The Beginner's Guide to Mindfulness

Chapter 5: Meditation Explained in Plain English

Meditation header

What is Meditation?

Meditation is a way to transform the mind through the practice of paying deliberate attention.

With its deep roots in Buddhism, meditation is frequently mischaracterized as too "woo-woo" for the average Joe. Dan Harris, author of 10% Happier, lays it out nicely for a skeptical audience:

"Despite what you may have heard, meditation does not involve joining a group, paying any fees, wearing any special outfits, sitting in a funny position, or believing in anything in particular.

It is a simple, secular, scientifically validated exercise for your brain.

While Harris' characterization may read as overly-generalized (meditation is a primarily spiritual practice for many) it is accurate for a large number of meditators, myself included.

What Does Meditation do?

Meditation builds awareness of your thoughts, emotions/feelings, and bodily sensations. It does this through consistent training.

Let's take mindfulness meditation for example. In this practice, you give your mind a specific job to do (e.g. focusing on the sensations of your breath.) This pulls your mind out of it's habitual state of constant processing in order to connect with the present moment.

Awareness is arguably the most important element of mindfulness.

Developing your awareness leads to improvements in many aspects of life, including focus, decision-making, patience, and stress-reduction.

What Does Meditation Look Like?

There are many varieties of meditation. For the sake of example, a form of mindfulness meditation involves a few simple steps:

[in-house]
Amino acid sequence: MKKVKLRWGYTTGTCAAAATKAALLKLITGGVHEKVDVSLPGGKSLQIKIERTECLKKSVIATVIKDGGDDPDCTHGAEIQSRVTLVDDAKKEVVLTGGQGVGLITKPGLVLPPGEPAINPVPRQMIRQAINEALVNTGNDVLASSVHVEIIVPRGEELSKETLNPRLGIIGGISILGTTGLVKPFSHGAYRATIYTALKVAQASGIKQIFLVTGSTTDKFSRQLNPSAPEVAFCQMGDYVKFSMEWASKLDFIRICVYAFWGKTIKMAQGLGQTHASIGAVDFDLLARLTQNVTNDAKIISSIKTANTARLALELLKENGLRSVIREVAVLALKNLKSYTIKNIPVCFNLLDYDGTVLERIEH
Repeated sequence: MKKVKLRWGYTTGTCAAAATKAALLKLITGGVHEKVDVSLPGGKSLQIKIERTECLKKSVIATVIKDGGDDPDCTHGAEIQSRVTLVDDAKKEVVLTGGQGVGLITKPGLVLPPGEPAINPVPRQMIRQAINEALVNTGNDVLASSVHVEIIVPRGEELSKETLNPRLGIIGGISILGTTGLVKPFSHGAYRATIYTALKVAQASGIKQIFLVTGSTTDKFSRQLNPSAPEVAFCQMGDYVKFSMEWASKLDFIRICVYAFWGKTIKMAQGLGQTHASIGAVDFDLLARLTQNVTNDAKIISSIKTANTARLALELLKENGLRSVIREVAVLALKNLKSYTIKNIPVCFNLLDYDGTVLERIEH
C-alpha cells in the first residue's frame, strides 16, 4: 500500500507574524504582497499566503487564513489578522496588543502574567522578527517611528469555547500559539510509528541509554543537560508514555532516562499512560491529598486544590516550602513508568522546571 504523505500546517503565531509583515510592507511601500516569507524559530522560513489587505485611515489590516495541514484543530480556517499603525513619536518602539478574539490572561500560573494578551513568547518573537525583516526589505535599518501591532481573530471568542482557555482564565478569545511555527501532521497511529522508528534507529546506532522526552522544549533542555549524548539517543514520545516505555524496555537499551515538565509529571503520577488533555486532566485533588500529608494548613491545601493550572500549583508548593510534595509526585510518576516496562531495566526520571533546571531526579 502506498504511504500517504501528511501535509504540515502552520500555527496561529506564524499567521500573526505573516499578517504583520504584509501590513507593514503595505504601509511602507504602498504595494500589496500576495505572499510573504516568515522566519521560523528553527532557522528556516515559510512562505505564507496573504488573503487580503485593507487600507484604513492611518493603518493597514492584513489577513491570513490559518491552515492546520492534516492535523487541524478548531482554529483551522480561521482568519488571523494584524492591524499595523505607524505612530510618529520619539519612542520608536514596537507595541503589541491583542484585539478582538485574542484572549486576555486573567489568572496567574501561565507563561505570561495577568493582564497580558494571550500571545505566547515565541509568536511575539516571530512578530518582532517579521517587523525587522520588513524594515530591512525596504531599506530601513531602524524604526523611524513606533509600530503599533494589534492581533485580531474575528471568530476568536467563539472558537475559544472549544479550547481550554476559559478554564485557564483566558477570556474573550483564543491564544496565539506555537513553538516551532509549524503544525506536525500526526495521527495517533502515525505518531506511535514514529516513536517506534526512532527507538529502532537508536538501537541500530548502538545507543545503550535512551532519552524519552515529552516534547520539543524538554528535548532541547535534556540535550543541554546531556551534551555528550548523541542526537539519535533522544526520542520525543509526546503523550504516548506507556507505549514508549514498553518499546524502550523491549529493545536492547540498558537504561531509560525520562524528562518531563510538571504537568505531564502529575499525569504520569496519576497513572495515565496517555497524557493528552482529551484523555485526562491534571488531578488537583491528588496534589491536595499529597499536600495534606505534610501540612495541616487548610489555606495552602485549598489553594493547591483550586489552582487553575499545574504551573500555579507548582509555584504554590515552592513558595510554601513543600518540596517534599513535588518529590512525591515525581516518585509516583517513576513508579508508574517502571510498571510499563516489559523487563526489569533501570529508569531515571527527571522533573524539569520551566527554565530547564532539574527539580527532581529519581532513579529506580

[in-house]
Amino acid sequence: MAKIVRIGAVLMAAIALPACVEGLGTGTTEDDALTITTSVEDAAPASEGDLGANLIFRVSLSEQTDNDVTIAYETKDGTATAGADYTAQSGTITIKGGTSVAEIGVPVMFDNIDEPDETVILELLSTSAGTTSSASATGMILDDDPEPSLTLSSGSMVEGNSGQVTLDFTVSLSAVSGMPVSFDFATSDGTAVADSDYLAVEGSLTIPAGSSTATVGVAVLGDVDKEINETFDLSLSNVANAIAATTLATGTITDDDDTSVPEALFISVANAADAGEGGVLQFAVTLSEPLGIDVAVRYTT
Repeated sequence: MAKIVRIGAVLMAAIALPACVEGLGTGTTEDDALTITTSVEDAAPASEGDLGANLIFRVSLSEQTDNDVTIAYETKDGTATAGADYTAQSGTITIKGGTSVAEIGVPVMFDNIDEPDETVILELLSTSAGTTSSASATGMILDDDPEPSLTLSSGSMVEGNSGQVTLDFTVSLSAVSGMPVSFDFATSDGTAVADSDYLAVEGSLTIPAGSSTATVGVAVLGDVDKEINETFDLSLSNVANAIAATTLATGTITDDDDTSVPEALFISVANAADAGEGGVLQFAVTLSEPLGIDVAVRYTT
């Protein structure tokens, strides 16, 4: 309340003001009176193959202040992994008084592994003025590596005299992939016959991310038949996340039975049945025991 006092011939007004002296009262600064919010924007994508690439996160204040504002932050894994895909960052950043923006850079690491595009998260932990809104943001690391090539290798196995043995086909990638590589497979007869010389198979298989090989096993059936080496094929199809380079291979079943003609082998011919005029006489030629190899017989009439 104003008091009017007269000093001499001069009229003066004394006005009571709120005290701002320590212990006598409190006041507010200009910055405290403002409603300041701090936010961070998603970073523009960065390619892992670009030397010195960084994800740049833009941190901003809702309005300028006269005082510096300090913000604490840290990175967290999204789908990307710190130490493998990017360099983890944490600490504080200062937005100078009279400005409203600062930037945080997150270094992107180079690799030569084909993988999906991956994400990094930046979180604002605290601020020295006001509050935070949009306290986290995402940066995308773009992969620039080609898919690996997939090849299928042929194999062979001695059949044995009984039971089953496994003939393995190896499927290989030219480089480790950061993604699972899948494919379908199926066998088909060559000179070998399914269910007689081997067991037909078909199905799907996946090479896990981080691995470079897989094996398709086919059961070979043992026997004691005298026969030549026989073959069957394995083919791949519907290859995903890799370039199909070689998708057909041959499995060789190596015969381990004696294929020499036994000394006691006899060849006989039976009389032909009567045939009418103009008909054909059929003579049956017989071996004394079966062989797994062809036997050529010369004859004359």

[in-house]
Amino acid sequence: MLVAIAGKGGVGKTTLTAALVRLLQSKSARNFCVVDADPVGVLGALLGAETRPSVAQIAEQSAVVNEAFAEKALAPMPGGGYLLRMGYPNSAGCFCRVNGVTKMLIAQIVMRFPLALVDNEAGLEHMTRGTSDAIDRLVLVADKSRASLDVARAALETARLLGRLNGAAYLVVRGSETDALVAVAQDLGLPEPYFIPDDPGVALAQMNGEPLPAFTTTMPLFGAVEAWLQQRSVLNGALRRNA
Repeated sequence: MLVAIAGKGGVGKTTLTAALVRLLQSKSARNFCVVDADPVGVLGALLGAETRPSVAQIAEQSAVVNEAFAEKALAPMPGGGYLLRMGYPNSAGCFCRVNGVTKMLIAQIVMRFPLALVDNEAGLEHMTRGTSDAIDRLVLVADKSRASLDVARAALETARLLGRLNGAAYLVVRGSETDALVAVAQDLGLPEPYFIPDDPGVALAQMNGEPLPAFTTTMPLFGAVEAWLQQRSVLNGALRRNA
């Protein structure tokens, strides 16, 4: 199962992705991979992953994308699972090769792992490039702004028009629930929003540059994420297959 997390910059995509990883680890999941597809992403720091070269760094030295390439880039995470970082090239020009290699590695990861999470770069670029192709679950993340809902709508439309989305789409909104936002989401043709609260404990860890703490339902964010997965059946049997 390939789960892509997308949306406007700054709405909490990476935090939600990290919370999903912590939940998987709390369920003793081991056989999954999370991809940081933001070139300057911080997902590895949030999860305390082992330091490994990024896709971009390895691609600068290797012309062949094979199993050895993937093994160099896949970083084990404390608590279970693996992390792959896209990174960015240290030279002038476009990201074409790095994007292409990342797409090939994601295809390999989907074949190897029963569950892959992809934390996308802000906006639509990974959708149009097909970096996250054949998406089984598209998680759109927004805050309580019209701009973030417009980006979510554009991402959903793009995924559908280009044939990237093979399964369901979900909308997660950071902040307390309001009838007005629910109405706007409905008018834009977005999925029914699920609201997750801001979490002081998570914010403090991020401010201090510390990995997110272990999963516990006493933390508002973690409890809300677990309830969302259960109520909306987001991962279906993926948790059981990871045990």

1. Sit comfortably*, in an upright and relaxed position.
  2. Focus on the sensations of your breath as it enters and exits your body.
  3. Your mind will wander off, and you'll start thinking of something else. Notice when this happens and bring your attention back to the breath.

Repeat steps 2 and 3 for a set period of time.

* You don't need to sit cross-legged on the floor. Many people start their practice by sitting in a chair (pictured here).

It's worth noting here that the simplicity of these instructions doesn't mean meditation is easy. The opposite is true: meditation is a deep practice that can take years to master.

But you don't need to be a master of meditation to start experiencing its benefits. Getting started needn't be complex.

meditation in 3 steps

Stepping out of the natural patterns of constant thought is difficult. Your brain will naturally shift back towards what it's used to: constant "chatter".

Every time you notice that your mind has wandered to other thoughts, you get to "start over" by coming back to the breath.

Wandering and returning

The exercise here is bringing your attention back to the point of focus. Every time you "start over" is the equivalent of one repetition of the exercise.

One repetition of practice

To hear meditation described in slightly different terms, watch this straightforward explanation of meditation by Tibetan Buddhist master Mingyur Rinpoche:

In the video, Rinpoche talks about "monkey mind", which is a common term used to describe our natural state of constant thought/chatter in the mind.

Meditation pulls you out of these unconscious thought patterns by giving the monkey mind a specific task, like focusing on the breath.

Monkey mind vs. meditation

The breath exists at the intersection point of your body's autonomous and voluntary systems. Because of this, controlling your physiology (breath) leads to changes in your psychology (mind).

It isn’t about emptying your head of thoughts. It’s about giving your mind a specific job to do (focus on the breath), noticing when you get distracted, and bringing your attention back to the original job of focusing on the breath.

The Value of Meditation in Everyday Life

The practice of meditation aligns directly with your mental patterns in daily life. Meditation helps you control your mind to stay focused and present.

Picture this...

You sit down to get some work done.

After a few minutes, you start thinking about what to eat for lunch...

You act on this thought, and 20 minutes later you’re in the depths of Yelp, researching local restaurants. You haven't accomplished what you set out do do in the first place.